‟This ain't Rock’n’Roll,
This is Genocide!”
David Bowie – Future Legend
Last week I saw the touring production of Cabaret at the Benedum Center in Pittsburgh. In general I’m not an avid fan of musicals or musical theater. I like the Rocky Horror Picture Show and have a tremendous nostalgic fondness for the movie version of Hair. I have never seen live productions of either. I saw Camelot a few years back, but that was more in the interest of my King Arthur fandom. A couple of years ago I saw a high school production of Young Frankenstein that was one of the most professional and entertaining plays I have ever seen, expanding my expectations of what a school production can be. But I don’t pay a whole lot of attention to Broadway. I haven’t even jumped on the Hamilton bandwagon yet.
But there is something about Cabaret. The play premiered in 1966, but it is the 1972 Bob Fosse movie version with Liza Minelli and Joel Grey that most people think of. I saw this on TV when I was probably twelve or so. Given the content of the story which openly addressed topics like homosexuality and abortion I can’t imagine how heavily edited this had to be for television. The plot was probably incomprehensible. I didn’t actually remember anything about the plot anyway. But the music and the imagery, primarily the imagery, stayed with me.
Cabaret was part of the formative Pop Cultural stew of the early 1970s when I was coming of age. Connecting lines can easily be drawn to Glam Rock and David Bowie and Rocky Horror and comics and the concepts of the Persona and the Mask that I keep coming back to. There is an atmosphere of decadence that surrounds all of these, if we broadly define Decadence in this context as deviating from the norm. Each of us spends time trying to define who we are by trying on various masks in our lives, some we continue to wear because we are expected to. At times each of us feels like an outsider, a deviant from the norm. We feel Other than those around us.
I’ll come back to that idea.
The plot of Cabaret revolves around an English singer/dancer named Sally Bowles and her relationship with American would-be novelist Cliff Bradshaw. Most of the action takes place in Berlin, in either the boarding house where they live or in The Kit Kat Klub where Sally performs. Part of the ongoing back story, in addition to their relationships, is the need to make ends meet and pay their rent. It is the 1930s. America is in the Depression and Germany is still recovering from the economic disaster of World War I. Cliff teaches English and receives money from his family. Sally is nearly homeless when she loses her position at the club. Their landlady’s only income is from the small rooms she is able to rent, and their neighbor is obviously a prostitute. The financial situation seems like a minor point in the larger picture, but I think it is significant. It is one of the issues that serves to distract our cast from the larger problems happening around them.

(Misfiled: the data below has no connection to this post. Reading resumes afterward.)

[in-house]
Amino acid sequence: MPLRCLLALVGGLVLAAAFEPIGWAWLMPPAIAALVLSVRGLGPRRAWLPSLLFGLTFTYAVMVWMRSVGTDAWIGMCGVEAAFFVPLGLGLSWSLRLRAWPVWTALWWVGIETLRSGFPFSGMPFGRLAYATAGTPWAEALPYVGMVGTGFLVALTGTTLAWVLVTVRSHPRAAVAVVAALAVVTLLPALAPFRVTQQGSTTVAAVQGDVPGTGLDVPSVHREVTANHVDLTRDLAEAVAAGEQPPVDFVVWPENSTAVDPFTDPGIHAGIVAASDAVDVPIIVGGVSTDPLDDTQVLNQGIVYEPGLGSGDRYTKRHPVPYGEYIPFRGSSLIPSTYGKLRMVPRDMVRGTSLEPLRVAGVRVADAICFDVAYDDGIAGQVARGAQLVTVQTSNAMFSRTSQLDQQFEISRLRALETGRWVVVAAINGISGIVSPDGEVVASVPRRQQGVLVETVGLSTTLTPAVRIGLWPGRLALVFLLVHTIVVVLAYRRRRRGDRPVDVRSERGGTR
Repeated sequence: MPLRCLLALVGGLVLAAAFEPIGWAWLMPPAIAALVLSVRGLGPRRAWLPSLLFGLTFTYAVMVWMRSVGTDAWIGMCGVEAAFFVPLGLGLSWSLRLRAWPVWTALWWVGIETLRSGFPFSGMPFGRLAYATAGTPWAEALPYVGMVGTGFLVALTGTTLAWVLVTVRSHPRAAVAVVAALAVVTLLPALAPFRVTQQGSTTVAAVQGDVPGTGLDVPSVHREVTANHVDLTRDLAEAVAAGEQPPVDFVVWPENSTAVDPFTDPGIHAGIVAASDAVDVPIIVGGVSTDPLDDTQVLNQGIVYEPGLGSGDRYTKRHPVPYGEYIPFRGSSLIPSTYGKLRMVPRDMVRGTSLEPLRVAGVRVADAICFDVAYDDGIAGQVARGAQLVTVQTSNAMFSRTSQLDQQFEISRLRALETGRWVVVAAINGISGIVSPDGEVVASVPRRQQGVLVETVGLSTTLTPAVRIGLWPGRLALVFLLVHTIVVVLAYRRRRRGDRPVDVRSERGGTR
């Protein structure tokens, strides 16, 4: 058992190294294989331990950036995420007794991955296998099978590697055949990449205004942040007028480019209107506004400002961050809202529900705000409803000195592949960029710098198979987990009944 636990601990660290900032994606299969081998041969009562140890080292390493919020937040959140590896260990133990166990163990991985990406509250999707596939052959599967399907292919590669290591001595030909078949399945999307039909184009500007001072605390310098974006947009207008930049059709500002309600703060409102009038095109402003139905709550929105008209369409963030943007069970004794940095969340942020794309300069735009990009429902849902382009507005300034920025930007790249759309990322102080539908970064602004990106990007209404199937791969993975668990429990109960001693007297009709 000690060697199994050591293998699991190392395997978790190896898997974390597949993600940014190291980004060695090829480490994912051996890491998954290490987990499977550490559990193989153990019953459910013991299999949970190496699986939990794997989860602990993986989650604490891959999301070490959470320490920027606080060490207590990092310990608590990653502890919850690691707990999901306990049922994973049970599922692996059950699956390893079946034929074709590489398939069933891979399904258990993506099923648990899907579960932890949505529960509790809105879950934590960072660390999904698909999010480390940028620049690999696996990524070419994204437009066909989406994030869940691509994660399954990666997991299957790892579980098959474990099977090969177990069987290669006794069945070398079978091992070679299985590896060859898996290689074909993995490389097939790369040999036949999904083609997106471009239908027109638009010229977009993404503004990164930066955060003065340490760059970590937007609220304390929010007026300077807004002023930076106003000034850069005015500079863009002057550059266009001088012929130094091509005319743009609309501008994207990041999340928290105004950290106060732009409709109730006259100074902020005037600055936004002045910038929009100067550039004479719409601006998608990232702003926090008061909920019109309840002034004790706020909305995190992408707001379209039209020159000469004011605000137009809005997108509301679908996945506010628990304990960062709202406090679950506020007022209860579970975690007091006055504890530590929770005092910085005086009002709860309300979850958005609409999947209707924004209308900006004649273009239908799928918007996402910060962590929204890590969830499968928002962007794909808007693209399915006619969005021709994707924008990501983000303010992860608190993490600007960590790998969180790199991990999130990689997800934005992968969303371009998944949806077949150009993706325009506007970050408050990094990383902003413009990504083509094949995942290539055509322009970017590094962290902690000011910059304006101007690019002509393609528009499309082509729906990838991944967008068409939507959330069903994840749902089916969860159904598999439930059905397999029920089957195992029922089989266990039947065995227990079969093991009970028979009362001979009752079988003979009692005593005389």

What gives the story weight is that all of this plays out against the backdrop of the rise of the Nazi party. This is referenced early in the play, but it is only at the end of Act I that the real presence is felt. Act II is much darker in tone and the play ends in a pretty bleak place given what we now know about the Nazis and the Holocaust.
Sally’s way of dealing with the dark side of life is to simply pretend it doesn’t exist. She wants to sing and dance and party. Life is too short to waste on bad times. Life’s a Cabaret, old chum. Her philosophy is summed up in the title song.
‟Come taste the wine, Come hear the band.
Come blow your horn, Start celebrating;
Right this way, Your table’s waiting.”
She doesn’t want to acknowledge that anything is wrong. She doesn’t want to see what is happening all around her. She doesn’t want ‟some prophet of doom to wipe every smile away.”
In the movie there is a scene where a beautiful blonde boy, a perfect example of the Aryan ideal, sings a song called ‟Tomorrow Belongs to Me.” His voice is angelic and arresting. Soon all those around him, men and women, old and young, join in. Lyrically it is a wonderful ode to the possibilities the future holds. When you realize that within ten years all of these people, men and women, old and young, including the beautiful boy, would be loading other human beings into cattle cars and ovens, the context changes. It is chilling.